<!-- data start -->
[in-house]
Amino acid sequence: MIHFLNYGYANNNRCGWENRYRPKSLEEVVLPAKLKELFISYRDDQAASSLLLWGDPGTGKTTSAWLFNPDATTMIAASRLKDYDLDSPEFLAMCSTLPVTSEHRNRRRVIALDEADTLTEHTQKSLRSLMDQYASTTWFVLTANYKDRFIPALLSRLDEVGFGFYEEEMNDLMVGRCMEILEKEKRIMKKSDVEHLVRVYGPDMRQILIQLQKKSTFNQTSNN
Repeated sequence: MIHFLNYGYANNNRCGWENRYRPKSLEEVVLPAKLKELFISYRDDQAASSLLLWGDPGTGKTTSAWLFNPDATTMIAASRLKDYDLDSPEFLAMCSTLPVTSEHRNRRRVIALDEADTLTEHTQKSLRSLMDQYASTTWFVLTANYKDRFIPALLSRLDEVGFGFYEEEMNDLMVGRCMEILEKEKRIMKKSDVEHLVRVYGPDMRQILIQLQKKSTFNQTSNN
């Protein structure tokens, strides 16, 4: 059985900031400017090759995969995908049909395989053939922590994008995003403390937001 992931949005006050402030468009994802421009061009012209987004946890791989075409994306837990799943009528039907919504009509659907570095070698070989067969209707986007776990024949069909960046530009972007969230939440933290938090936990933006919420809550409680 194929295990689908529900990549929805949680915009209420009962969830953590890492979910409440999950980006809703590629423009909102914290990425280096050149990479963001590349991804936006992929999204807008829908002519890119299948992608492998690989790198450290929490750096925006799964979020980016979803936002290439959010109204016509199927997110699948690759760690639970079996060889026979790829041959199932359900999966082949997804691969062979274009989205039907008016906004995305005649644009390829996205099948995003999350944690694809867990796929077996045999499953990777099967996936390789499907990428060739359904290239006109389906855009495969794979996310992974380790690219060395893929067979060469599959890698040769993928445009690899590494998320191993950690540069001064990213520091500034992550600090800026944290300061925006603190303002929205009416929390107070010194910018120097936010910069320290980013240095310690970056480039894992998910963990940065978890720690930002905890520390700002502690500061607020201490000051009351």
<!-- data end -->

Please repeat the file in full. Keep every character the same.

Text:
[in-house]
Amino acid sequence: MIHFLNYGYANNNRCGWENRYRPKSLEEVVLPAKLKELFISYRDDQAASSLLLWGDPGTGKTTSAWLFNPDATTMIAASRLKDYDLDSPEFLAMCSTLPVTSEHRNRRRVIALDEADTLTEHTQKSLRSLMDQYASTTWFVLTANYKDRFIPALLSRLDEVGFGFYEEEMNDLMVGRCMEILEKEKRIMKKSDVEHLVRVYGPDMRQILIQLQKKSTFNQTSNN
Repeated sequence: MIHFLNYGYANNNRCGWENRYRPKSLEEVVLPAKLKELFISYRDDQAASSLLLWGDPGTGKTTSAWLFNPDATTMIAASRLKDYDLDSPEFLAMCSTLPVTSEHRNRRRVIALDEADTLTEHTQKSLRSLMDQYASTTWFVLTANYKDRFIPALLSRLDEVGFGFYEEEMNDLMVGRCMEILEKEKRIMKKSDVEHLVRVYGPDMRQILIQLQKKSTFNQTSNN
């Protein structure tokens, strides 16, 4: 059985900031400017090759995969995908049909395989053939922590994008995003403390937001 992931949005006050402030468009994802421009061009012209987004946890791989075409994306837990799943009528039907919504009509659907570095070698070989067969209707986007776990024949069909960046530009972007969230939440933290938090936990933006919420809550409680 194929295990689908529900990549929805949680915009209420009962969830953590890492979910409440999950980006809703590629423009909102914290990425280096050149990479963001590349991804936006992929999204807008829908002519890119299948992608492998690989790198450290929490750096925006799964979020980016979803936002290439959010109204016509199927997110699948690759760690639970079996060889026979790829041959199932359900999966082949997804691969062979274009989205039907008016906004995305005649644009390829996205099948995003999350944690694809867990796929077996045999499953990777099967996936390789499907990428060739359904290239006109389906855009495969794979996310992974380790690219060395893929067979060469599959890698040769993928445009690899590494998320191993950690540069001064990213520091500034992550600090800026944290300061925006603190303002929205009416929390107070010194910018120097936010910069320290980013240095310690970056480039894992998910963990940065978890720690930002905890520390700002502690500061607020201490000051009351």